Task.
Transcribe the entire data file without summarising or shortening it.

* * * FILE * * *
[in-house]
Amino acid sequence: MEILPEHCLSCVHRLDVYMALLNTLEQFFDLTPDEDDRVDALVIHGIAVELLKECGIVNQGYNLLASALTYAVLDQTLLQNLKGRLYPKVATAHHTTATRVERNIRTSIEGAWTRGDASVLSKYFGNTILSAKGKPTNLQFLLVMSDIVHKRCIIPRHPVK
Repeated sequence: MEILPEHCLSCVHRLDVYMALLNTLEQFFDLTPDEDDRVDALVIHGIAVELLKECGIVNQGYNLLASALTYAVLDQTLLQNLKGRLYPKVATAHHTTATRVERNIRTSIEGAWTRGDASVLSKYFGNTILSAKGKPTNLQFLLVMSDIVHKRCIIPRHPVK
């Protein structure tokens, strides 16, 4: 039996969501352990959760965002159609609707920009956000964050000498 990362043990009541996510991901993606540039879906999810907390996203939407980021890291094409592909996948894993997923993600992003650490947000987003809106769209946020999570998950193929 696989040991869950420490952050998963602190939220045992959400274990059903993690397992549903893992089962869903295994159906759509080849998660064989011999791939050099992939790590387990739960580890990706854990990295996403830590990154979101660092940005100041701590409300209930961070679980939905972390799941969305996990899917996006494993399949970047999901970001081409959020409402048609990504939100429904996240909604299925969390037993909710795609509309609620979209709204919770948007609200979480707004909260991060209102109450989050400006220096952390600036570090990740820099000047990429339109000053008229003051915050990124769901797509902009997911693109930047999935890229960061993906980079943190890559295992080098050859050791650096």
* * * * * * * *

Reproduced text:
[in-house]
Amino acid sequence: MEILPEHCLSCVHRLDVYMALLNTLEQFFDLTPDEDDRVDALVIHGIAVELLKECGIVNQGYNLLASALTYAVLDQTLLQNLKGRLYPKVATAHHTTATRVERNIRTSIEGAWTRGDASVLSKYFGNTILSAKGKPTNLQFLLVMSDIVHKRCIIPRHPVK
Repeated sequence: MEILPEHCLSCVHRLDVYMALLNTLEQFFDLTPDEDDRVDALVIHGIAVELLKECGIVNQGYNLLASALTYAVLDQTLLQNLKGRLYPKVATAHHTTATRVERNIRTSIEGAWTRGDASVLSKYFGNTILSAKGKPTNLQFLLVMSDIVHKRCIIPRHPVK
């Protein structure tokens, strides 16, 4: 039996969501352990959760965002159609609707920009956000964050000498 990362043990009541996510991901993606540039879906999810907390996203939407980021890291094409592909996948894993997923993600992003650490947000987003809106769209946020999570998950193929 696989040991869950420490952050998963602190939220045992959400274990059903993690397992549903893992089962869903295994159906759509080849998660064989011999791939050099992939790590387990739960580890990706854990990295996403830590990154979101660092940005100041701590409300209930961070679980939905972390799941969305996990899917996006494993399949970047999901970001081409959020409402048609990504939100429904996240909604299925969390037993909710795609509309609620979209709204919770948007609200979480707004909260991060209102109450989050400006220096952390600036570090990740820099000047990429339109000053008229003051915050990124769901797509902009997911693109930047999935890229960061993906980079943190890559295992080098050859050791650096």